The by-pass valve 246 will “unload” the pump-motor 130 whenever the engine is “off,” i.e., no driving pressure is present in the conduit 223 or in conduit 248, so that the pump-motor 130 does not transmit unintended torque to the shaft 202. To unload the pump-motor 130, a by-pass pilot 250 with associated controllable solenoid 252 is operatively connected to the by-pass valve 246 by an internal conduit 256. The by-pass pilot 250 selectively permits the by-pass valve 246 to open, thereby releasing pressure from the “high pressure” side of the system to the “low pressure” side. When hydraulic drive system 102 is operational, however, the by-pass pilot 250 and associated solenoid 252 prohibit the pressurized fluid from passing through the by-pass valve 246, as is well known.
The hydraulic drive system 102 also includes, in the end cover 132, a relief valve generally designated 258 which, as is shown in
A charge by-pass valve assembly 262, including a charge by-pass valve 263, a charge by-pass pilot 264, and a charge by-pass pilot solenoid 266 are illustrated in
The high pressure accumulator 138 is illustrated as being located outside of end cover 132. However, as noted above, in some cases components such as the high pressure accumulator 138 can be located in the same physical housing or structure as those discussed with respect to end cover 132. Similarly, components physically located within end cover 132, for example, may be associated with other structures without precluding proper operation of hydraulic drive system 102.
High pressure accumulator 138 represents the termination of the “high pressure” side of hydraulic drive system 102 in association with conduit 223. High pressure accumulator 138 includes a high pressure accumulator unit 280, a pressure level sensor 282 and a high pressure accumulator proximity switch 284. Sensor 282 is analog and is used to measure the pressure associated with or stored in the accumulator unit 280. By way of example only, the high pressure accumulator 138 is of the gas-charge type. At the end of a typical deceleration cycle (pumping mode), the high pressure accumulator unit 280 is charged up to the maximum system pressure, typically about 5000 pounds per square inch (PSI), but possibly even higher.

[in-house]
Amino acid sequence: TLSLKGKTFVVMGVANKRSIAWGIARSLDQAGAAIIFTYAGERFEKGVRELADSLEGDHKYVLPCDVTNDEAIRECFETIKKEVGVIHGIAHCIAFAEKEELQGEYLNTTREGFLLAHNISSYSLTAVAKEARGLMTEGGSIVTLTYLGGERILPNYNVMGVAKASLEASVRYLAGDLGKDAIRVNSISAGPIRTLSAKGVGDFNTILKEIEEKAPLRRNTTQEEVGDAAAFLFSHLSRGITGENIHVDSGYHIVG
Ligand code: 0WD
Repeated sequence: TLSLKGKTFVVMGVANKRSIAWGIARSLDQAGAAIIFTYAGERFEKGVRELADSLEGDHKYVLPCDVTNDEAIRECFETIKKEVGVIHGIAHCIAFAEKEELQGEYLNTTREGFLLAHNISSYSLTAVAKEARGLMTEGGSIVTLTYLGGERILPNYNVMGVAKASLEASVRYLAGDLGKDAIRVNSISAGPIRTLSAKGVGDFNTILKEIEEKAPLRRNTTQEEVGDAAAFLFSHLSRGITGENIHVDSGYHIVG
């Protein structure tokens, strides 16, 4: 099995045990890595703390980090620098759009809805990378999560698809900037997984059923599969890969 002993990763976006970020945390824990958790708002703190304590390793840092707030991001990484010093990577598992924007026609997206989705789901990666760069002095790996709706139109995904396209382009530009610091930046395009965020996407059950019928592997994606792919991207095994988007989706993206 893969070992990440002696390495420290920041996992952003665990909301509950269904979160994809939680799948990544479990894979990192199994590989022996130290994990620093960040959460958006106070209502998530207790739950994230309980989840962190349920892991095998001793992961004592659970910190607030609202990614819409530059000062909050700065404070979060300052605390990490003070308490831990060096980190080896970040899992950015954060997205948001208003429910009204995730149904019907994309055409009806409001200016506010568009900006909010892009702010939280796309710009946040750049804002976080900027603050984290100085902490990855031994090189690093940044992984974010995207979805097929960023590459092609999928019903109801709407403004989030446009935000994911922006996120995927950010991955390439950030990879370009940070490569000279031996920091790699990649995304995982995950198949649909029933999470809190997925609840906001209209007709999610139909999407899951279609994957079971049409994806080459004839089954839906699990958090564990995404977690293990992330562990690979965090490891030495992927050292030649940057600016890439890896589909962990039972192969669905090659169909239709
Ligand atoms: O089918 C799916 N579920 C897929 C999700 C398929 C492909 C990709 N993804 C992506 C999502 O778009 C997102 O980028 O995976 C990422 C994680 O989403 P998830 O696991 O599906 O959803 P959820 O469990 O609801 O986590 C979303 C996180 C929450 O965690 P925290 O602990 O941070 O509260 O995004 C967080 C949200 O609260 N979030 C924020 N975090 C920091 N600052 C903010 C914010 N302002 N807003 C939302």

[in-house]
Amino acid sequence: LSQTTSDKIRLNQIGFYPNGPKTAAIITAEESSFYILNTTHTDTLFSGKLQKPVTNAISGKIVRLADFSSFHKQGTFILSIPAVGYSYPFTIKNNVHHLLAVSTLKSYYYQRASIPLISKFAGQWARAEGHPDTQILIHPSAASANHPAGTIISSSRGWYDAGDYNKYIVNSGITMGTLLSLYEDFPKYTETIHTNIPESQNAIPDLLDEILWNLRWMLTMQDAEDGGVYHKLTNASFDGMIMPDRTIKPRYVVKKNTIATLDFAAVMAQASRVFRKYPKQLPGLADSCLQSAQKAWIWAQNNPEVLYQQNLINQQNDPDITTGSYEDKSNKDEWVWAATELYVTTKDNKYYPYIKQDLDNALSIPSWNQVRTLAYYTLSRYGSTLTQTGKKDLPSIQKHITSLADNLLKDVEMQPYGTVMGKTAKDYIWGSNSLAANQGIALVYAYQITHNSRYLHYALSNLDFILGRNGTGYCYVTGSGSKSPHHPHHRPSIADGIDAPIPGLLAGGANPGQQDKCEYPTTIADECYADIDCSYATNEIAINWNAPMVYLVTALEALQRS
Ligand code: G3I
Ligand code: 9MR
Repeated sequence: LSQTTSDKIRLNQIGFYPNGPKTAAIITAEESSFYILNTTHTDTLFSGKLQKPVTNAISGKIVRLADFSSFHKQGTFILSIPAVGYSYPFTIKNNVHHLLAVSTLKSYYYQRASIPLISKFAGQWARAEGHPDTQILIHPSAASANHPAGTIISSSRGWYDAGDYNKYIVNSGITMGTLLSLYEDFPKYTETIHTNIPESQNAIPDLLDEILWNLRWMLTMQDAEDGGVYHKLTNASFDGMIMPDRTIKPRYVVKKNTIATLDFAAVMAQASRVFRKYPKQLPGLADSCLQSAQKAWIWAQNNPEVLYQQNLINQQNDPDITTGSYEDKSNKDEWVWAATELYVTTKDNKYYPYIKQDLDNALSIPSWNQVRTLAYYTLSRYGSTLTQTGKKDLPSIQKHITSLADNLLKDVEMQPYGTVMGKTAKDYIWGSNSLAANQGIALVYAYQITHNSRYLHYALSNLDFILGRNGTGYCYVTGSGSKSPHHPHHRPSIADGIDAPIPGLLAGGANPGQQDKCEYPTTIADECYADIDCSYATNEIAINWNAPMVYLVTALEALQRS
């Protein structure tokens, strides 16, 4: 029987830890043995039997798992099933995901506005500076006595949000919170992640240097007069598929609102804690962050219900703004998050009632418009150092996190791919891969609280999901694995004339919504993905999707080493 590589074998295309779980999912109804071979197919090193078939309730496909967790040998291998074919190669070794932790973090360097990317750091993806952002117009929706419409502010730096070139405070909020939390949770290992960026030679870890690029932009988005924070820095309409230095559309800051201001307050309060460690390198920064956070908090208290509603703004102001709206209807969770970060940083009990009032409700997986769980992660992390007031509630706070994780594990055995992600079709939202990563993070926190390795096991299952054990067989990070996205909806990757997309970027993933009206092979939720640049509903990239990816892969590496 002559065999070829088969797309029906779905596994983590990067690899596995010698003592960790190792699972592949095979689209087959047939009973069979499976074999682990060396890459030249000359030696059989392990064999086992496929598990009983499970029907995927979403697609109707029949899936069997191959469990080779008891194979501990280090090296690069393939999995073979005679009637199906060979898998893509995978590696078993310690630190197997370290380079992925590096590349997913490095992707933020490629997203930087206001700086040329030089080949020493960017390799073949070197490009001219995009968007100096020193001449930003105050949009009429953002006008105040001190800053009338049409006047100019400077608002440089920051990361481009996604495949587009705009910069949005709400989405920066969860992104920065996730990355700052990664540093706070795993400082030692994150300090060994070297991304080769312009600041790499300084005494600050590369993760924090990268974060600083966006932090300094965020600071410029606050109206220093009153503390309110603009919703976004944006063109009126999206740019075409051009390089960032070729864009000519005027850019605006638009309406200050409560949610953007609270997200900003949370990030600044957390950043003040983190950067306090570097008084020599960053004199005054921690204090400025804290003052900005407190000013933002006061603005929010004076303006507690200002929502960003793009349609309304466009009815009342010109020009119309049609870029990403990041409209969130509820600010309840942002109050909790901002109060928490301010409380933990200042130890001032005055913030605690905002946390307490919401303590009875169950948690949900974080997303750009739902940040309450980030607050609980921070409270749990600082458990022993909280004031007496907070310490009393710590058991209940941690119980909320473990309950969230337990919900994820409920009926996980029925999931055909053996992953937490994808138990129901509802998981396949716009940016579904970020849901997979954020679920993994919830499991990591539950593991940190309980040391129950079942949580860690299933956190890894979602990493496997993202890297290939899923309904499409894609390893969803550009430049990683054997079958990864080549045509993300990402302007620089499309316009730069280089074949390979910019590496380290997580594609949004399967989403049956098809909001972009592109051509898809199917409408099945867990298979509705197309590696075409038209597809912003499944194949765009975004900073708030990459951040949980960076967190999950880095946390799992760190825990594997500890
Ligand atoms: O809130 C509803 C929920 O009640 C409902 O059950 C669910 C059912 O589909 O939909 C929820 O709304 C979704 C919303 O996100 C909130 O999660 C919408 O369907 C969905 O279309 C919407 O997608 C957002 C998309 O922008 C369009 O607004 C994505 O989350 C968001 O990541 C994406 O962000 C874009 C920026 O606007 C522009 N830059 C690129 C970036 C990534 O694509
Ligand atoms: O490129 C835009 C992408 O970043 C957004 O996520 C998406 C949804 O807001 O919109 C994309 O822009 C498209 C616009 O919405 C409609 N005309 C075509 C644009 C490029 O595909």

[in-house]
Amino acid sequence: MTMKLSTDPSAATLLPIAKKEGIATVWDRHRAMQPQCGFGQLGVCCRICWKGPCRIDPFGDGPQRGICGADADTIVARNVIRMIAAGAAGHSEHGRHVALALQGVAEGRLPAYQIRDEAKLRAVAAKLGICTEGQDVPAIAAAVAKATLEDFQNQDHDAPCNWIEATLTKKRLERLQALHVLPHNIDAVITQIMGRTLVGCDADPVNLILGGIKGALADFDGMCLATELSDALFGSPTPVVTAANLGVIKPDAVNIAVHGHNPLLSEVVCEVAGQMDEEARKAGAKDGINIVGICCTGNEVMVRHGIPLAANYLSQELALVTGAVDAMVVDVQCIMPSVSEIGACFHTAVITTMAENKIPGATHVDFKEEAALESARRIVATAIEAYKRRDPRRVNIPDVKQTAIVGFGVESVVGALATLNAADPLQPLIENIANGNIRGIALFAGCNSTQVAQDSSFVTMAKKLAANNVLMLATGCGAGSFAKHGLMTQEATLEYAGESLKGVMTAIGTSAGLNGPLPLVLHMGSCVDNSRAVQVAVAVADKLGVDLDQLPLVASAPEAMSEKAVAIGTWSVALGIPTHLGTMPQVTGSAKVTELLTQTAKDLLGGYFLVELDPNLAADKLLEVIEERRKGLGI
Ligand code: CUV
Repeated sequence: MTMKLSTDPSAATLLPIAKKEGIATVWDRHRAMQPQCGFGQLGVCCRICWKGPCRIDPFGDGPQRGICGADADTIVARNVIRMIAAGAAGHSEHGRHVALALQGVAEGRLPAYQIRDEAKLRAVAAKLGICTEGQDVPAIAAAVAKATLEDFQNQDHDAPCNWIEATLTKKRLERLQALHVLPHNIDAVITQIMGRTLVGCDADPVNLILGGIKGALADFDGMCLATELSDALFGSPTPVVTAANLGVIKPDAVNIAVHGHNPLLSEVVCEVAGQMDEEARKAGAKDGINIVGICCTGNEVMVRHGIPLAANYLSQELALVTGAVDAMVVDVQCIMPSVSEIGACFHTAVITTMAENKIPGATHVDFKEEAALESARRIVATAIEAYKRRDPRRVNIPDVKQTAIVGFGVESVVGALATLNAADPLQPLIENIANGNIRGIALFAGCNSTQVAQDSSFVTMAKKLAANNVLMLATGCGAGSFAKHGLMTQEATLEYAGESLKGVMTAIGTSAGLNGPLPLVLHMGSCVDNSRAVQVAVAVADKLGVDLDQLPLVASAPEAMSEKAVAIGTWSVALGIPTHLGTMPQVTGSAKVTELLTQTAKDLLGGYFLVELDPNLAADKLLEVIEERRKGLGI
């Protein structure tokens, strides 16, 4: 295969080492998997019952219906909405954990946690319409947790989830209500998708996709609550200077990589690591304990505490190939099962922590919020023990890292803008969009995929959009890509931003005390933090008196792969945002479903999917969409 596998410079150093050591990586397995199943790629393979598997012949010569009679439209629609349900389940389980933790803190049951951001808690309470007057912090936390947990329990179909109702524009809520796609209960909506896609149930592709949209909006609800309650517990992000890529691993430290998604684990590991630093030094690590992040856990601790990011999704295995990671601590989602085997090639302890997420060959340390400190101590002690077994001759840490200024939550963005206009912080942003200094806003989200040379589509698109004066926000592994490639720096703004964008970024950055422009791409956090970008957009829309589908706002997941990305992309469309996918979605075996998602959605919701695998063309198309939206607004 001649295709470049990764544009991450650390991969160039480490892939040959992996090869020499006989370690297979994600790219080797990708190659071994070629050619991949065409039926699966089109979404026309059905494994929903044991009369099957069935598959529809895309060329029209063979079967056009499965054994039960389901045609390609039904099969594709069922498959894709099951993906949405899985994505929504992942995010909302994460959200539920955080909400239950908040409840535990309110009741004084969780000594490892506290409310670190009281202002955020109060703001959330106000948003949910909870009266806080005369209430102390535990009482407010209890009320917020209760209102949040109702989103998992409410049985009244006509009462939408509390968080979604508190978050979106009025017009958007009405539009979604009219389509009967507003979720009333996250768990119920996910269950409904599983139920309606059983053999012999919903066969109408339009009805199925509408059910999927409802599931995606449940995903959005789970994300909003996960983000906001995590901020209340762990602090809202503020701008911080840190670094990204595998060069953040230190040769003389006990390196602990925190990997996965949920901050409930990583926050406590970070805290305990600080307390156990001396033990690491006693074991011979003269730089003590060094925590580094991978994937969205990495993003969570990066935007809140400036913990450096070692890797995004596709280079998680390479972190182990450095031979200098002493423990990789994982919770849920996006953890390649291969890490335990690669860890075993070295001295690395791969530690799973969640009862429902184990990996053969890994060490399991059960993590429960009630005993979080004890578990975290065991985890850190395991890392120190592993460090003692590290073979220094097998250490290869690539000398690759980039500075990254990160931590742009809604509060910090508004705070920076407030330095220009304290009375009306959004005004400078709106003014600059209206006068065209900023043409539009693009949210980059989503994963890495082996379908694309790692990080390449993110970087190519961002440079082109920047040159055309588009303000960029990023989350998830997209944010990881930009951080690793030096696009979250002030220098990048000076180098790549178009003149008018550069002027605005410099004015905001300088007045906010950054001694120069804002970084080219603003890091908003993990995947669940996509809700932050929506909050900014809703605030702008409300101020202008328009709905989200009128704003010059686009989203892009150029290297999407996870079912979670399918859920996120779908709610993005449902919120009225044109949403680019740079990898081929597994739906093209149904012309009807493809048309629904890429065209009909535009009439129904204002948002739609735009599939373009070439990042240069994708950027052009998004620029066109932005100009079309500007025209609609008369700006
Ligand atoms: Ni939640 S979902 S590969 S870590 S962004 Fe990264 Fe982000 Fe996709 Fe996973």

During a motoring mode where the stored pressurized fluid within accumulator 138 is released, a pressure point may be reached where high pressure proximity switch 284 generates a digital signal indicating the closing of the accumulator unit 280, whereby further flow of pressurized fluid from the accumulator is prohibited. Switch 284 also selectively provides that signal as an input to controller 140 as shown in
It is important to be able to stop motoring before switch 284 is activated. However, the amount of fluid that can be ejected from the high pressure accumulator unit 280 varies with temperature. It is very difficult to accurately measure a temperature in real-time or near real-time within hydraulic drive system 102 in association with the operation of high pressure accumulator 138. Thus, a different approach, based on a pressure compensation, is disclosed below to accurately control the flow from the accumulator 238 and to stop it before the activation of switch 284. Nevertheless, if the pressure within accumulator 138 and associated conduits 223 and 260 does drop toward zero, resulting in activation of switch 284 to close accumulator unit 280 from additional outward flow then two things occur: first the condition is used to adjust the pressure threshold such that such an excessive flow is prevented in the future as discussed with respect to temperature compensation for pressure limits, below; and second, a precharge operation such as discussed below is required.
Low pressure accumulator or reservoir 134 represents the termination of the “low pressure” side of hydraulic drive system 102 in association with conduits 215 and 268. As discussed in more detail below, conduit 215 is used to provide hydraulic fluid to low pressure reservoir 134 by way of filter assembly 136 while conduit 268 represents the pathway by which fluid is removed from the reservoir such as that necessary to charge high pressure accumulator 138.